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Violence and delicacy in the city

Jeremy Dixon's talk to the Urban Design Group on the Royal Opera House revealed how far rapidly changing city conditions can affect a large- scale architectural project. The roh redevelopment, which has been in gestation for 17 years, and is due to be finally revealed when the building reopens on 6 December, was presented as a 'town-planning project', conceived mainly in response to its environs rather than as a catalyst for development.

The overriding motive for this enormous project was the institution's need to 'put itself technically on the map', specifically in relation to its European counterparts. Dixon points out that there were no architects on the jury, and that half of the scheme amounts to 'oil-rig-scale engineering supporting the auditorium - an odd condition for an urban block'. Thus, the design task was substantially introverted in character, focussed on the planning and technical realisation of an incredibly complex internal programme.

After all the acrimony engendered by the development of the scheme, and its recent receipt of lottery funding, it is inspiring to contemplate the ambition and heroic endeavour by all those involved in the reconstruction - particularly the construction workers themselves and the specialist craftsmen. The 'violence and delicacy', as Dixon put it, going on at the same time on the site takes your breath away, revealing the intense physical processes involved in realising architecture as the embodiment of tremendous human collaborative effort and vision.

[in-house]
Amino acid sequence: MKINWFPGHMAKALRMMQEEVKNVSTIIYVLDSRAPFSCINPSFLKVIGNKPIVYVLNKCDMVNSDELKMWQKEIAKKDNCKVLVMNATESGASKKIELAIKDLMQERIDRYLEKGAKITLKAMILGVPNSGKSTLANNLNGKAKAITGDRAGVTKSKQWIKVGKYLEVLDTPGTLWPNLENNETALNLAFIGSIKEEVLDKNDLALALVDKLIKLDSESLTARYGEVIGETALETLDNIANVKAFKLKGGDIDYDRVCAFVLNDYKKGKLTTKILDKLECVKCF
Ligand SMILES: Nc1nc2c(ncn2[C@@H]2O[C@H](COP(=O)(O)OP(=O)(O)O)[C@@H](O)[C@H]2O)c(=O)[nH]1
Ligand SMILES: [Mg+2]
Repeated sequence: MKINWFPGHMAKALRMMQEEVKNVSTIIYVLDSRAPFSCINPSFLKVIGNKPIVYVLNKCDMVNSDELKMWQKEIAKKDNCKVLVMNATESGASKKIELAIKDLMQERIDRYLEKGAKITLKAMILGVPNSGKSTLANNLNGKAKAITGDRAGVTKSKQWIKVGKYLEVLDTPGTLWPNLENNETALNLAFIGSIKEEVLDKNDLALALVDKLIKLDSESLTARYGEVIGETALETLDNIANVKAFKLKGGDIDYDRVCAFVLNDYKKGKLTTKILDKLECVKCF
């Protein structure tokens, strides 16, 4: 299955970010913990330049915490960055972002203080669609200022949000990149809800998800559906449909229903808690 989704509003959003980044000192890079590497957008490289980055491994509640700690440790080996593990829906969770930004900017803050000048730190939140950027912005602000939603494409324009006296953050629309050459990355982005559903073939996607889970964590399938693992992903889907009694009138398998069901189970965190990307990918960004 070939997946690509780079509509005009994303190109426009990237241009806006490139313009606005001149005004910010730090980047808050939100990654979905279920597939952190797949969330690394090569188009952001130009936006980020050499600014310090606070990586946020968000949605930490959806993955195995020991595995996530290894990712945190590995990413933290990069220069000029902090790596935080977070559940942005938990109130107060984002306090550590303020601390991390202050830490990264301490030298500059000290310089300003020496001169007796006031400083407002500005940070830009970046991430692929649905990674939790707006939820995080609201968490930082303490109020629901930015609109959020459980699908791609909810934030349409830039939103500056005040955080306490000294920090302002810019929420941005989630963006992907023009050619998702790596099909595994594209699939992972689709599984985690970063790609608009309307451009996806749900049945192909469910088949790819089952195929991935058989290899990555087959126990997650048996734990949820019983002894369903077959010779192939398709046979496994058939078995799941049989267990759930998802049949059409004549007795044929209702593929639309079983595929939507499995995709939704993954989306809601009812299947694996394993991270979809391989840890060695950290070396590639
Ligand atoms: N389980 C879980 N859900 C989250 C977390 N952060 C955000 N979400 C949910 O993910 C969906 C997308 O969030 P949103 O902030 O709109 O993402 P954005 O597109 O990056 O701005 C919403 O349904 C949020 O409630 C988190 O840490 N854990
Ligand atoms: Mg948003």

The scheme that will be ready for the Opera House to resume operation soon is the result of treating the building complex as a 'city within a city', allowing 'a degree of diversity' which in turn generates some 'contradiction in style and attitude.' The new arcade, which was deliberately not designed to replicate the Inigo Jones arcade, has no apparent relationship with either the plain, Modern Bow Street facade, or the gestural, Post- Modern-ish Russell Street facade, and none of the elevations exhibit much family connection with the restored conservatory structure of the Floral Hall, which will be the decorative, illuminated focal point, containing the main public foyer - so that 'the Opera House will no longer be remote and enclosed'.

One point Dixon is keen to make is that the much-criticised lottery grant amounts to only one-third of the total project cost (£210m), the remainder having been raised from private sources; the project released the Russell Street corner of the site, which had from the outset been designated for office development to fund the project, for Opera House accommodation which would otherwise have been forced underground. Now, Dixon points out, an office block would be an embarrassment - while the arcade of shops, for which 'the motive was not financial', has been valued at £70m. Such economic changes are difficult to predict and difficult to control, and make it notoriously difficult to design complex projects on an urban scale for long-term institutional use.

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